Thanks for letting me know about using patch cords, I hadn’t got that far in the manual yet.
And to everyone else, thanks for the help and examples.
My reason for wanting to do this: a sub patcher is getting crowded and I’d like to avoid having patch cords running across the interface while I’m working. It’s a situation where there is one clock source being sent to several destinations. It would make things a lot cleaner using a send and multiple receives. I’d like to be able to name this something generic like clock, and afterwards, not have to worry about using that same variable name somewhere else without it picking up the messages going on in this subpatch.
I have a feeling the answer is no. I know I could get around this simply by adding a number to the variable name to make it unique. At the same time though, I think in alot of software languages, local and global variables are fundamental and commonplace. I’m just wondering if Max has this capability. So this question is philosophical just as much as it’s practical.
hey rtech, did you check out
My post above, while it may have sounded simply smart-*ss, was actually expressing my Max programming "philosophy"/practice. send/receive and send~/receive~ use a shared namespace and are best thought of, in my opinion, as global channels of communication, rather than simply as substitutes for patch cords. The original post sounded to me like something that was most appropriate to patch cords, not global transmission/reception.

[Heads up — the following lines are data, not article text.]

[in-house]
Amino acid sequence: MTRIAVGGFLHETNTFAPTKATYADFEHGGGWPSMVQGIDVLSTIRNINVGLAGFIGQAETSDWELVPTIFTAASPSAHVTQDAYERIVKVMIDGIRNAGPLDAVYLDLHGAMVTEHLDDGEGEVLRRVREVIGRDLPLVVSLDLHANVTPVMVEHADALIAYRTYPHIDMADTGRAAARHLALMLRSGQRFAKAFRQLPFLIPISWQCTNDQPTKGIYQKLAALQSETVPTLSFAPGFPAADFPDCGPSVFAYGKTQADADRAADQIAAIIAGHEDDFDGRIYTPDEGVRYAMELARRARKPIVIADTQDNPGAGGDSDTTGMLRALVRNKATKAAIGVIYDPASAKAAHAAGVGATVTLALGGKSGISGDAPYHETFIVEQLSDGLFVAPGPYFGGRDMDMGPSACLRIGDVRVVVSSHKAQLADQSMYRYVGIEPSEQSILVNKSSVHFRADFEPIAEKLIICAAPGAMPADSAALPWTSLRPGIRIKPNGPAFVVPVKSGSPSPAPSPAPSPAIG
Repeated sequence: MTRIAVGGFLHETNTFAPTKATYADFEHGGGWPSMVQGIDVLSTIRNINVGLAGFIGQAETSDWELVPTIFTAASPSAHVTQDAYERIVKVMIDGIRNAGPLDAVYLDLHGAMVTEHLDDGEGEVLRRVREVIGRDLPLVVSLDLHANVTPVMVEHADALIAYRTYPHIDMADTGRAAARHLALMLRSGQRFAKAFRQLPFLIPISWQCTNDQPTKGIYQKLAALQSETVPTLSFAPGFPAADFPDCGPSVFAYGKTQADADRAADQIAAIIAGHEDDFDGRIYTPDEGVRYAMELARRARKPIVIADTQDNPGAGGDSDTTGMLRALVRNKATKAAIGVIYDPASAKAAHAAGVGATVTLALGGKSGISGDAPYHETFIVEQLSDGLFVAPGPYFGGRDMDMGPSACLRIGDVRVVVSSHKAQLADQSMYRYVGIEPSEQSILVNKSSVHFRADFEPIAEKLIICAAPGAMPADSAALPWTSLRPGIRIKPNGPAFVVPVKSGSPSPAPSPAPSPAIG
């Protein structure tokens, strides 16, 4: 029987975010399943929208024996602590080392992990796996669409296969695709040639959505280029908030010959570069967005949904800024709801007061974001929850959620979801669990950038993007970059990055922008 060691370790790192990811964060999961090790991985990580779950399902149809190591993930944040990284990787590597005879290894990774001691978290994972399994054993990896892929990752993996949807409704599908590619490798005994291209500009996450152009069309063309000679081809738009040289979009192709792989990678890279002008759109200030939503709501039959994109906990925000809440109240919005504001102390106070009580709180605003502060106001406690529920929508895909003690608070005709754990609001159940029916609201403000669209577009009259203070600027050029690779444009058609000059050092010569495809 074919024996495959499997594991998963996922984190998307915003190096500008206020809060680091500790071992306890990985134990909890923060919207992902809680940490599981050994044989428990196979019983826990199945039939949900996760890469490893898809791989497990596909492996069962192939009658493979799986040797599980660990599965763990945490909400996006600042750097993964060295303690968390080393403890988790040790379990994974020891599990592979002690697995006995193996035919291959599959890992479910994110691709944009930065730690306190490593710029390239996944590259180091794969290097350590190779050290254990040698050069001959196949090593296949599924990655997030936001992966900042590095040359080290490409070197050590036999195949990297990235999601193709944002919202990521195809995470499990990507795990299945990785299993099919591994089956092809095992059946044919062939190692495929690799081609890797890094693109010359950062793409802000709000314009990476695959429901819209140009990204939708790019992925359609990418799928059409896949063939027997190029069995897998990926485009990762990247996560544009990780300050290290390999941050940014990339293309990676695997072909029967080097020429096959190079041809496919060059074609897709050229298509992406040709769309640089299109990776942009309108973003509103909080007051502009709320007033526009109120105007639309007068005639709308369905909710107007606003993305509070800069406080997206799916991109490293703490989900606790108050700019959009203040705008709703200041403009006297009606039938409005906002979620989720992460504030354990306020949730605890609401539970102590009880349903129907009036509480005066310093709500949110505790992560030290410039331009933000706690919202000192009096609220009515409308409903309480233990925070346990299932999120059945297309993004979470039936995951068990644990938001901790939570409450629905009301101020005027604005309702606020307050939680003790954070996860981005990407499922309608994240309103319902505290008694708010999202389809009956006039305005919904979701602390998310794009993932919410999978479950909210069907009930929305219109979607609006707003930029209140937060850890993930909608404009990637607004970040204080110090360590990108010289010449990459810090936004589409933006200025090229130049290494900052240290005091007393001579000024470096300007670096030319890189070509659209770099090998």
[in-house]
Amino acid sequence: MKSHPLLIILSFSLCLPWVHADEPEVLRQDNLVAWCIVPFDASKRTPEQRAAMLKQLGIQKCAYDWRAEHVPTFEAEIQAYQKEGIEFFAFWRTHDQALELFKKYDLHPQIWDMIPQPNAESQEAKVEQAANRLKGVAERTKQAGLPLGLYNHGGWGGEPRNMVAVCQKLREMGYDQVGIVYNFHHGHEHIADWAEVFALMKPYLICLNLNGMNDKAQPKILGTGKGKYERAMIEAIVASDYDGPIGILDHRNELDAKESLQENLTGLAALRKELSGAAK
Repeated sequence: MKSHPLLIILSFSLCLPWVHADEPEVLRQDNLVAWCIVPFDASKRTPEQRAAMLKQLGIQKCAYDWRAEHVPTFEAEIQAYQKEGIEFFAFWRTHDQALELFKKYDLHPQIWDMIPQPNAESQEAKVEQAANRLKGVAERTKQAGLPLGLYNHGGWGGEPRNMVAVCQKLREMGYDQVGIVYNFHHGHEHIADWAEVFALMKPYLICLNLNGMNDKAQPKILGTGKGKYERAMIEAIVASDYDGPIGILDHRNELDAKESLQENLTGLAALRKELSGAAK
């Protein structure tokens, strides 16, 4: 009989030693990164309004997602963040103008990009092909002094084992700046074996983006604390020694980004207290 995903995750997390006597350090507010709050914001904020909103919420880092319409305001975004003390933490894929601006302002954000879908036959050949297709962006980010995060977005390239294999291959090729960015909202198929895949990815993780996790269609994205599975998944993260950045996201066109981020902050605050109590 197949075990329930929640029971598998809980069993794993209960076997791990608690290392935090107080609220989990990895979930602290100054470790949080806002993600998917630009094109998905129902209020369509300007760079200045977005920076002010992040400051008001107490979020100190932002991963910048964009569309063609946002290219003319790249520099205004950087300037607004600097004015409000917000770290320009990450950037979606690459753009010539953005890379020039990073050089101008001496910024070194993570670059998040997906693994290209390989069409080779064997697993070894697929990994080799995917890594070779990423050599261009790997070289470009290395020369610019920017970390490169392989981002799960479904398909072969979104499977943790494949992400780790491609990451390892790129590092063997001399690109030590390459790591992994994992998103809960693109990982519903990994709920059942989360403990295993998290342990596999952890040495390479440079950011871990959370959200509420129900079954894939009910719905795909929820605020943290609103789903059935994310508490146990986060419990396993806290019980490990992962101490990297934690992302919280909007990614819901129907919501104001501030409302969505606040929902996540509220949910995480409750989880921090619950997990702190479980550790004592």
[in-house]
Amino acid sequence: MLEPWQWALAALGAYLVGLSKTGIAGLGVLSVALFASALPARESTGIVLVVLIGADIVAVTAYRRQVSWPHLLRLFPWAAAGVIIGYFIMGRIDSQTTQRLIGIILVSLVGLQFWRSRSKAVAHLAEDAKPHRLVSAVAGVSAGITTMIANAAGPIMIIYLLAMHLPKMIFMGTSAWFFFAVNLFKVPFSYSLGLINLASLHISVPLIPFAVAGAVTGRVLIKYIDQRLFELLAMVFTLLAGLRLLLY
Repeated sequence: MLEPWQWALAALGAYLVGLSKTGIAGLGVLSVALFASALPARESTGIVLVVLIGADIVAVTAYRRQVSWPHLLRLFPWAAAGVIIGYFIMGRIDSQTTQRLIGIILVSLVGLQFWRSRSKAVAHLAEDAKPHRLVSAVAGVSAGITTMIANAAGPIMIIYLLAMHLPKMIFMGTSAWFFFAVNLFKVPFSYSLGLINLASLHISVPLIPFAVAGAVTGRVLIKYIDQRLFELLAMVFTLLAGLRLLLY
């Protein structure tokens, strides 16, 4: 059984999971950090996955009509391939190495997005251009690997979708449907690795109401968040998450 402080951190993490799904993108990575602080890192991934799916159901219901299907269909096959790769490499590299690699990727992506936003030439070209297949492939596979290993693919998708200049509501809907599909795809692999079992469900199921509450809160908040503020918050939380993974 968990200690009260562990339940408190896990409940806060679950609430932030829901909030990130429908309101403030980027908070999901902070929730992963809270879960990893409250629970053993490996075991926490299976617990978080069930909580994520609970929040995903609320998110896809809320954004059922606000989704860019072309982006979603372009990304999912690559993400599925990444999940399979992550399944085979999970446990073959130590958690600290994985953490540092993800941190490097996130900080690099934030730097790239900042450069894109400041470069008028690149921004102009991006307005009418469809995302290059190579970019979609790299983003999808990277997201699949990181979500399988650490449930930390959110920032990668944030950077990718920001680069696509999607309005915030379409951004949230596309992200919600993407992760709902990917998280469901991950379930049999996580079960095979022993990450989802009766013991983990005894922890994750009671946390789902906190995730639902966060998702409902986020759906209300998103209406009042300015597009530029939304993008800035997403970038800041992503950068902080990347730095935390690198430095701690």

There are many ways to deal with the "patch cords are messy" problem: object positioning, segmented patch cords, hidden patch cords, color-coded patch cords, etc. Yes, one can use send/receive as a substitute, but it introduces some of the potential problems mentioned, such as indeterminate message ordering and conflicting use of shared names.
I see send/recieve the same way, as global communication. And I always use as few as possible. It would be nice however to have the option to make them local at times… to use them in a different way. Could be as simple as an option in the inspector called "global/local". In certain situations, the solutions for "messy patch cords" really aren’t that great.
You _can_ use send~/receive~ inside poly~, although you may not want to. I tend to agree with many here that patch cords are best.
Here’s an example of dynamically assigning send~ names inside a poly~ to create variable-pass effects (Jitter and MSP) – passing signal or data from one instance of poly~ to the next. Other better ways to do this though, this is really only for example. Was posted here a few years ago, but the attachment is missing for some reason.
One thing that’s helpful is that you can double click a send object and it lists all the send and receive objects with that name. This way you can be sure that it is not being used.
I’ve found that its good practice to always check as it helps to avoid potential problems as a patch grows.